Fall 2019 English Graduate Courses

350:594 - Literary and Political Cultures of the Global Sixties

Course No:  350:594
Index # - 19012
Distribution Requirement:  A5, C, D
Tuesday - 1:10 p.m.
MU 207

Literary and Political Cultures of the Global Sixties

Jeffrey Lawrence / Carter Mathes

The late 1950s through the early 1970s were a period of political, social, and cultural upheaval.  In the United States, a series of liberation movements challenged the country’s core institutions.  In Latin America, Asia, and Africa, the anti-colonial struggle entered a new phase, marked by the “Cubanization” of revolutionary politics and the gradual escalation of the geopolitical conflict in Vietnam.  And in Europe, the protests of 1968 sought to destabilize the very foundations of the postwar order.  Across the globe, a generation of writers came of age by participating in and responding to the major events of the period.  In this team-taught course, we will explore a variety of literary and political works of the sixties (and the years immediately preceding and following it) as we interrogate relationships/correspondences/ breaks/articulations between aesthetic form and political critique.  While the majority of the texts we read will be from the Americas (the US, the Caribbean, and Latin America), we will also pay close attention to the global context in which these texts were produced. Authors studied may include Amiri Baraka, Edward Kamau Brathwaite, Jayne Cortez, Joan Didion, Thomas Pynchon, James Baldwin, Sonia Sanchez, Ursula Le Guin, Gabriel García Márquez, Elena Poniatowska, Walter Rodney, Sylvia Wynter, and Franz Fanon.  We will also read a series of contemporary critical/theoretical reflections on ideas of historical periodization generally, and periodizations of the 1960s specifically.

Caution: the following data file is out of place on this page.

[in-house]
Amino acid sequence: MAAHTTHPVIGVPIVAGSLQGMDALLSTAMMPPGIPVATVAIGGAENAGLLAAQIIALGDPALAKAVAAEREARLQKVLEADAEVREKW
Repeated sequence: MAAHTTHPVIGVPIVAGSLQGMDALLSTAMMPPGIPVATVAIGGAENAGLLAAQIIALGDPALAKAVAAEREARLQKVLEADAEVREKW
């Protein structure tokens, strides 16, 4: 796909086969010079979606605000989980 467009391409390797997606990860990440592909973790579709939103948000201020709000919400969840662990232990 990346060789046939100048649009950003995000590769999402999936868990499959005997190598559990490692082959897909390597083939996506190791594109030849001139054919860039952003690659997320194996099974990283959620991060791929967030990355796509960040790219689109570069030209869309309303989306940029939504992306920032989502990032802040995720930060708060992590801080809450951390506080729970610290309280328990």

Readings for this 500-level course will average 150-200 pages per week.  Expectations for the course will be (1) 5-7 pager paper, (1) collaborative presentation, (1) blog post, and (1) 10-12 page paper.